Business & Economy

Existing weakness of Argentine peso further exacerbated by strong dollar

By Veronica Dalto

Buenos Aires, Jul 22 (EFE).- The dollar’s strength globally is combining with factors more specific to Argentina – high inflation, a scarcity of hard currency, an elevated budget deficit and political uncertainty – to create even more weakness in the peso.

“The (strong) dollar is exacerbating a problem that Argentina had before,” Gabriel Caamaño, an economist with the Buenos Aires-based Ledesma consulting firm, told Efe, warning about expectations for triple-digit inflation, money printing to finance the budget deficit, an energy shortfall and an erosion of political confidence.

“The external shocks figure to accelerate the process,” Caamaño said.

Argentina has been grappling with high inflation for years, while the peso has been rapidly losing value against the dollar since the July 2 resignation of Economy Minister Martin Guzman, a moderate who had negotiated a deal to renegotiate $44 billion of the country’s debt.

His replacement, Silvina Batakis, who is aligned with the current administration’s left-wing faction, has criticized the International Monetary Fund and austerity policies in the past but says Argentina needs to fulfill its agreement in January with the IMF.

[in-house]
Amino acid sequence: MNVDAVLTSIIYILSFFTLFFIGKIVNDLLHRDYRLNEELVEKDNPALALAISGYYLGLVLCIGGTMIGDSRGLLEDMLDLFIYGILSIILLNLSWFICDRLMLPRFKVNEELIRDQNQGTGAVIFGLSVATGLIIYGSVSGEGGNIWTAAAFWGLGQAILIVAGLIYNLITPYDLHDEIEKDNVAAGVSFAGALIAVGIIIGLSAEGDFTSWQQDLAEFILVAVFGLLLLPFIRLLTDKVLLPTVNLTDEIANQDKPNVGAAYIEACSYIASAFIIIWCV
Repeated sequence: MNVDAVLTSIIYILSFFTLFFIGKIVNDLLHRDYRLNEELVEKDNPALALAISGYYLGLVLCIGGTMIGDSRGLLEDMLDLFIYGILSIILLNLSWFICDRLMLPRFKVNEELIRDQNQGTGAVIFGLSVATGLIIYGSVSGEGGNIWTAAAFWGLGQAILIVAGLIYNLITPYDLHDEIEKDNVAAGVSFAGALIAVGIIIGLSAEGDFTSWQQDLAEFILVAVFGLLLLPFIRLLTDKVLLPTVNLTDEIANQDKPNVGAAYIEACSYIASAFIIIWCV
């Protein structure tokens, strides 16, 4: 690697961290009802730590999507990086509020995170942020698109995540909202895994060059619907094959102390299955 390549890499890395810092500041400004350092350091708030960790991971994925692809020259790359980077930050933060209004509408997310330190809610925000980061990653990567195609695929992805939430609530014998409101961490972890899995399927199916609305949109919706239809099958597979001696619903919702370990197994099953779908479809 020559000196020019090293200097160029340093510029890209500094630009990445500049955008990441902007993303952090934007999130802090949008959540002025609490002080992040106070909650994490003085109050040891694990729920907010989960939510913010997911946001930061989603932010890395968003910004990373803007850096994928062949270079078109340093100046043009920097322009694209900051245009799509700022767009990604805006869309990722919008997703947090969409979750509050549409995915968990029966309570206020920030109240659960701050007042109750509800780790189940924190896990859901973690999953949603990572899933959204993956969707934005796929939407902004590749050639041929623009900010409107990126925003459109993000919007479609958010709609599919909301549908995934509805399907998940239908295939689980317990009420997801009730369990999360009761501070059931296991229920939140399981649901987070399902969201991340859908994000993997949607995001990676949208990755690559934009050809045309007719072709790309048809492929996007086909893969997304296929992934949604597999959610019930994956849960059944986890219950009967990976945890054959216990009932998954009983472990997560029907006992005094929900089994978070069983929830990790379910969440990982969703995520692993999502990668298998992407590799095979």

“The main impact of the (stronger dollar) is lower prices for commodities and, secondly, the depreciation of emerging-market currencies,” Caamaño said, referring to a scenario of falling profit margins for Argentine exporters.

While Argentina has a tightly controlled official exchange rate used for foreign trade operations, businesses and individuals looking to buy scarce greenbacks are forced to resort to the black market.

And at present the wide 130 percent gap between the official peso-dollar rate and the so-called “Dolar Blue” rate reflects current expectations for a peso devaluation.

“That’s why no one wants to accept” pesos, Caamaño said.

In fact, in neighboring countries there have been cases of Argentine pesos either not being accepted at all or only accepted at an exchange rate less favorable than the official one.

Earlier this month in Bolivia, an Argentine was denied medical attention due to a refusal to accept payment in Argentine pesos, while in border provinces some Argentines unable to gain access to dollars prefer to accumulate bolivianos.

The budget deficit and efforts to cover shortfalls through money printing are behind the weakness of Argentina’s currency and high annual inflation that came in at a whopping 64 percent in June, Caamaño says.

Additionally, an internal crisis within the ruling Peronist coalition that has seen moderates aligned with President Alberto Fernandez at loggerheads with a left-wing faction aligned with Vice President Cristina Fernandez has dented the administration’s credibility and made it more difficult for it to stabilize the economy.

“Deep down, the weakness of the currency is related to” a lack of understanding about “how this is going to be resolved without another crisis,” Caamaño said.

Since no one knows when that “set of problems that’s been building and deepening” is going to be resolved in the form of a crisis, Argentines are taking refuge by purchasing dollars and that is reinforcing the bimonetarism that characterizes Argentina’s economy, he added. EFE


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